The first principle is the desire to promote child centred reforms that focus on minimizing the negative impact of divorce on children. This strategy identifies the need to reform the legal rules, principles and processes that will better structure the decision making process in a child centred way and shift the focus of the family law system from parental rights to parental responsibility.
The second principle is the government's commitment to work closely with the provinces and territories to pursue co-ordinated, multijurisdictional efforts while respecting the division of powers and responsibilities in this area of shared constitutional jurisdiction.
The third principle refers to the critical need to explore a broad range of measures to support families going through separation and divorce, because statutory amendments alone cannot address many of the problems that are, in reality, only partly legal in nature.
The fourth principle is of the utmost importance for the matters we are currently discussing. It is the recognition that each family has unique characteristics and experiences divorce and separation much differently. It is exactly the reason why we do not want to apply a one size fits all approach such as that suggested by Bill C-237 to all Canadian families experiencing divorce.
Conflict levels of separating parents vary widely, as do individual children's needs. As well, children undergo developmental change over time and adjustments may be needed to allow for changing relationships and circumstances. The Government of Canada's reform strategy recognizes that no one model of post-separation parenting will be ideal for all children. For this reason, the minister cannot support the one size fits all approach that Bill C-237 attempts to introduce into the Divorce Act with the creation of a presumption of joint custody.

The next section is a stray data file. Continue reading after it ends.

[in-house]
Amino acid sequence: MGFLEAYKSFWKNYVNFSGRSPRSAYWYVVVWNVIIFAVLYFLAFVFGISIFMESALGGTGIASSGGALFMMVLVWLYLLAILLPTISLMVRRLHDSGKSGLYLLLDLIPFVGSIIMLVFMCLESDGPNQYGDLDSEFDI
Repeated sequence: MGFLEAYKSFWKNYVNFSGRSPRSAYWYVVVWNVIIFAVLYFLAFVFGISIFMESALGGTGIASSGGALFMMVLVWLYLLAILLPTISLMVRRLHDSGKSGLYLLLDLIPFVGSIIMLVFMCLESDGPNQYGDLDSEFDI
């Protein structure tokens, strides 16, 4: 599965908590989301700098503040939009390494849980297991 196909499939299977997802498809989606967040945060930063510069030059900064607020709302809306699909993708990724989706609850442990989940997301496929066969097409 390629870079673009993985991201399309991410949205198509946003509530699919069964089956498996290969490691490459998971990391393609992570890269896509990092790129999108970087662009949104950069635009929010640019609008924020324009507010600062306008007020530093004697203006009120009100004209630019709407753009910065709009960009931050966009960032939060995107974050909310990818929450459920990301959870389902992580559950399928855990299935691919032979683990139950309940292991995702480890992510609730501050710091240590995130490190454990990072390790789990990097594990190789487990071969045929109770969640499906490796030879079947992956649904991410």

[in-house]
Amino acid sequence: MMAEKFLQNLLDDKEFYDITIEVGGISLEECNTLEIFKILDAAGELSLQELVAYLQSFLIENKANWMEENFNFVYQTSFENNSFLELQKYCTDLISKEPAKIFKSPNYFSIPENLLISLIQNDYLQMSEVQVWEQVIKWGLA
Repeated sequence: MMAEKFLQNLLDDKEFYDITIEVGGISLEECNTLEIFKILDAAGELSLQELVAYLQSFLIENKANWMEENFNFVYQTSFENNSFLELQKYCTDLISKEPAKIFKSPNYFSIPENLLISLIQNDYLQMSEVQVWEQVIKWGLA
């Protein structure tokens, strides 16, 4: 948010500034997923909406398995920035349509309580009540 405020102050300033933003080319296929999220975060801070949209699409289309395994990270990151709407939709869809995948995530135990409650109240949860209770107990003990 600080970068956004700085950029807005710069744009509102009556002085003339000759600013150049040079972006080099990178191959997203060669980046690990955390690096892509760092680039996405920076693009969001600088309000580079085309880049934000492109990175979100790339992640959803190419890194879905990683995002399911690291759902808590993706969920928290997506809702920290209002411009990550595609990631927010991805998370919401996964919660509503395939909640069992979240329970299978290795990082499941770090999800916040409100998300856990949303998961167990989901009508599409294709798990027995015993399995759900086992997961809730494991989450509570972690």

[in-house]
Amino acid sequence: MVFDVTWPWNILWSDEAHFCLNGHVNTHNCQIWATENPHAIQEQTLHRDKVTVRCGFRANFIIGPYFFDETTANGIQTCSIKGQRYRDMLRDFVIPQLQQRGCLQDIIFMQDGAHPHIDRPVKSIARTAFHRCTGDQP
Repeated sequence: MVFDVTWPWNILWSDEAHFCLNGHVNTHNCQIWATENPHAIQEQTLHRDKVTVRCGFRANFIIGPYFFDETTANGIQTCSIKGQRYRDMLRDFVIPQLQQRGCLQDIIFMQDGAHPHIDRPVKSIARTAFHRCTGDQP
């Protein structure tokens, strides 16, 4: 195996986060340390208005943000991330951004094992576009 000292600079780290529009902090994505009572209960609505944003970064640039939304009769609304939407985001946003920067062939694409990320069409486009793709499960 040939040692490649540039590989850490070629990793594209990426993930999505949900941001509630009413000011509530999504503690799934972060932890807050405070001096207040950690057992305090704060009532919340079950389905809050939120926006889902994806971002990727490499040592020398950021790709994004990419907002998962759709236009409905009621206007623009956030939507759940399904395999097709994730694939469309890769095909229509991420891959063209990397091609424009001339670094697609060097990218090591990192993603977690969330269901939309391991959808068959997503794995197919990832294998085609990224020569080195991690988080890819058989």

As indicated, the proposed bill is inconsistent with the recommendations of the special joint committee's report “For the Sake of the Children”. The special joint committee heard many arguments in favour of various different legal presumptions such as the one proposed by Bill C-237 when it held public hearings across the country.
The special joint committee held 55 meetings and heard from many witnesses across the country, including individual parents and children, women's groups, fathers' organizations, lawyers, judges, social workers, psychologists and physicians. The hearings highlighted the difficult, emotional and contentious nature of custody and access issues and confirmed that the very different and often conflicting views continue to be held, both about the problems and about the reforms that are required.
The special joint committee's report entitled “For the Sake of the Children” acknowledged that one of the most frequent requests at these hearings was that the Divorce Act be amended to add a legal presumption. However, the special joint committee decided not to recommend a legal presumption. Instead, the report states on page 42: